According to Runes (1983), polytheism is defined as the "theory that Divine reality is numerically multiple, that there are many gods; opposed to monotheism" (p. 258). Monotheism, in this case, refers to the theory that Divine reality is characterized by one god, usually believed to be transcendent. Adler (1986) defined polytheism from the Nature-based perspectives of Pagans as "grounded in the view that reality (divine or otherwise) is multiple and diverse. And if one is a pantheist-polytheist, as are many Neo-Pagans, one might say that all nature is divinity and manifests itself in myriad forms and delightful complexities" (p. 25).
Considerable variability exists regarding where individual Pagan practitioners and Pagan groups fit along the monotheism/polytheism dimension. As already described in the discussion of the "unity in diversity" theme, one of the most prevalent points of view synthesizes the polytheistic and monotheistic perspectives in recognizing the diverse, multiplistic aspects of the Divine, but also acknowledging a unifying aspect. According to Fox (1989b): "The Wiccan religion is monotheistic in that there is an honoring of Divine Unity. It also is polytheistic in that Wiccans honor the Divine through a variety of female and male deity forms -- Goddesses and Gods which are aspects of the Divine Female and Divine Male and their Unity" (p. 1).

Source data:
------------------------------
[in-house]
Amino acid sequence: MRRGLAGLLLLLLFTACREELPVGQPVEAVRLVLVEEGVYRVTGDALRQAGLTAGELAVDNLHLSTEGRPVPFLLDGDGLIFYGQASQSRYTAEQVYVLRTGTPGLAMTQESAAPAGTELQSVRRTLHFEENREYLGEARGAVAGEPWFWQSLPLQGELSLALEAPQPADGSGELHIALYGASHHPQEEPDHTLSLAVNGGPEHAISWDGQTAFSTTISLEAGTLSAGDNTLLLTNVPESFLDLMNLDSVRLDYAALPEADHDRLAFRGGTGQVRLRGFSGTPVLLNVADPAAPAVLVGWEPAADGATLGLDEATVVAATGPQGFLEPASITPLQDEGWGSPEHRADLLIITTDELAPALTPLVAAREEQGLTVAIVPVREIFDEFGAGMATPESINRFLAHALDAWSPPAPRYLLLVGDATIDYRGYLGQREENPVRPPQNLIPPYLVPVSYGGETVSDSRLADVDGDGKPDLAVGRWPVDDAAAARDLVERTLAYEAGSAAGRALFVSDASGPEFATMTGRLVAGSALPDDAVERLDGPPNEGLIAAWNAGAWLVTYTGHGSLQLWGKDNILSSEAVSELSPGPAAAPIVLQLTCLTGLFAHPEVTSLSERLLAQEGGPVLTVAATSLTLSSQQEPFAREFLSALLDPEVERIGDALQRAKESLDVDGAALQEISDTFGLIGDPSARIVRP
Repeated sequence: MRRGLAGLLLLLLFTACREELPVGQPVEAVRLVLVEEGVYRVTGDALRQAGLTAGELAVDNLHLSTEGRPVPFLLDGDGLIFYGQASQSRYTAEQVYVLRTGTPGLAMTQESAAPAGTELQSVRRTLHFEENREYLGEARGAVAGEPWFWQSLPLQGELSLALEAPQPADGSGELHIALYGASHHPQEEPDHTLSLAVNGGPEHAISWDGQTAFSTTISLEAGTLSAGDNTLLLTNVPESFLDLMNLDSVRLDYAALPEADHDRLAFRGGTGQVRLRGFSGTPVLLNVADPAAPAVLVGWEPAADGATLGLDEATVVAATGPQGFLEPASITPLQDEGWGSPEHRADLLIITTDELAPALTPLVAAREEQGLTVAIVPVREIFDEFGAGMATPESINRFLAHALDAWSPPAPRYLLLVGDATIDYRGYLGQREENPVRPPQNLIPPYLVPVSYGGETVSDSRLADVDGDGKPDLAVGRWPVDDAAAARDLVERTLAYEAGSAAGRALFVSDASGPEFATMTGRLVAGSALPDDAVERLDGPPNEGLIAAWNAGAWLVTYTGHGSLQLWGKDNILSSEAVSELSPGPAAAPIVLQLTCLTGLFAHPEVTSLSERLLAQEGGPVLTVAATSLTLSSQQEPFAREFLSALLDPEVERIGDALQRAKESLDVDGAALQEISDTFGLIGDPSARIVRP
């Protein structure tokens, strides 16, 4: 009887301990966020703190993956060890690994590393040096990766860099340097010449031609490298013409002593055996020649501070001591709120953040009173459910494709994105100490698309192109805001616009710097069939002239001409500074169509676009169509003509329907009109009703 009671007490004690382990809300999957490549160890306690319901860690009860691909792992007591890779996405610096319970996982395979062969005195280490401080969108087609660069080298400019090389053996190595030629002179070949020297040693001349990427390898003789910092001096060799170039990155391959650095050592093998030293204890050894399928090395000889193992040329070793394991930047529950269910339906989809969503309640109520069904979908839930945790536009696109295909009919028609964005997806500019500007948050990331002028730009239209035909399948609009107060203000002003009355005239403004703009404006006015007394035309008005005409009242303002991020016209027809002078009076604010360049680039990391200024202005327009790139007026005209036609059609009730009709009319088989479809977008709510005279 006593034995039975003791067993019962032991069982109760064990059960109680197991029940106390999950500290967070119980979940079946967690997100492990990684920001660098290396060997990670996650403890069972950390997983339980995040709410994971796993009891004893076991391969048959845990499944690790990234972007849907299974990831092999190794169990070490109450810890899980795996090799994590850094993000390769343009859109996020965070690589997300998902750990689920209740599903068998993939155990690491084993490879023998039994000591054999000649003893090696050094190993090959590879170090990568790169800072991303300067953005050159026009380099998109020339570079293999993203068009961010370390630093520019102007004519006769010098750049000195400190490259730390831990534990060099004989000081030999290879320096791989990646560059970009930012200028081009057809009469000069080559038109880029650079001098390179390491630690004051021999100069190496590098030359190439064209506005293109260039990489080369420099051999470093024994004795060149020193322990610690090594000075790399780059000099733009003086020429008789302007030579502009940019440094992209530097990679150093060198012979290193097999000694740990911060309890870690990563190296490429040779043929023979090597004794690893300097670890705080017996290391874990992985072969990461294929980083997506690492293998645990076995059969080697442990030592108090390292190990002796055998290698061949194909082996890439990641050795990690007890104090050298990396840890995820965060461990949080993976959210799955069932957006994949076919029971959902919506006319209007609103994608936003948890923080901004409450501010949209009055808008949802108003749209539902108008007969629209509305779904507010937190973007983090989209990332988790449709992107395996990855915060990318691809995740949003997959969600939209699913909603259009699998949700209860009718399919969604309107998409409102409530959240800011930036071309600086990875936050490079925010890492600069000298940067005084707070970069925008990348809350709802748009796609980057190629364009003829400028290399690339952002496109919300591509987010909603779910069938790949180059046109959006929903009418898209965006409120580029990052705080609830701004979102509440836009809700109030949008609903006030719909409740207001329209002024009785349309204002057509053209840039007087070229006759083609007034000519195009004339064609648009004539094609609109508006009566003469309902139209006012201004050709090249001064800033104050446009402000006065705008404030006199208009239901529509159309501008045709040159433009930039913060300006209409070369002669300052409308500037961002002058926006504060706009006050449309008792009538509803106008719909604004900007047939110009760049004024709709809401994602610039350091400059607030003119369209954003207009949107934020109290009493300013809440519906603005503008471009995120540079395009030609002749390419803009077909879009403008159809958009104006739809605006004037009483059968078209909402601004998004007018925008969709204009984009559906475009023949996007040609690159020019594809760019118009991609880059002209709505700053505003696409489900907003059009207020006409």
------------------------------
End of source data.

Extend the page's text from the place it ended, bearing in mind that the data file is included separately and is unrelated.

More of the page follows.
Adler (1986) described the variability of perspective regarding monotheism/polytheism in that some Feminist Witches often hold a monotheistic viewpoint, worshipping the Goddess as the One, while many Wiccans "might well be considered 'duotheists,' conceiving of deity as the Goddess of the Moon, Earth, and sea, and the God of the woods, the hunt, the animal realm" (p. 35). For the most part, at least some component of the Pagan worldview is polytheistic which involves working with Gods and Goddesses from a variety of cultures, past and present, throughout the world.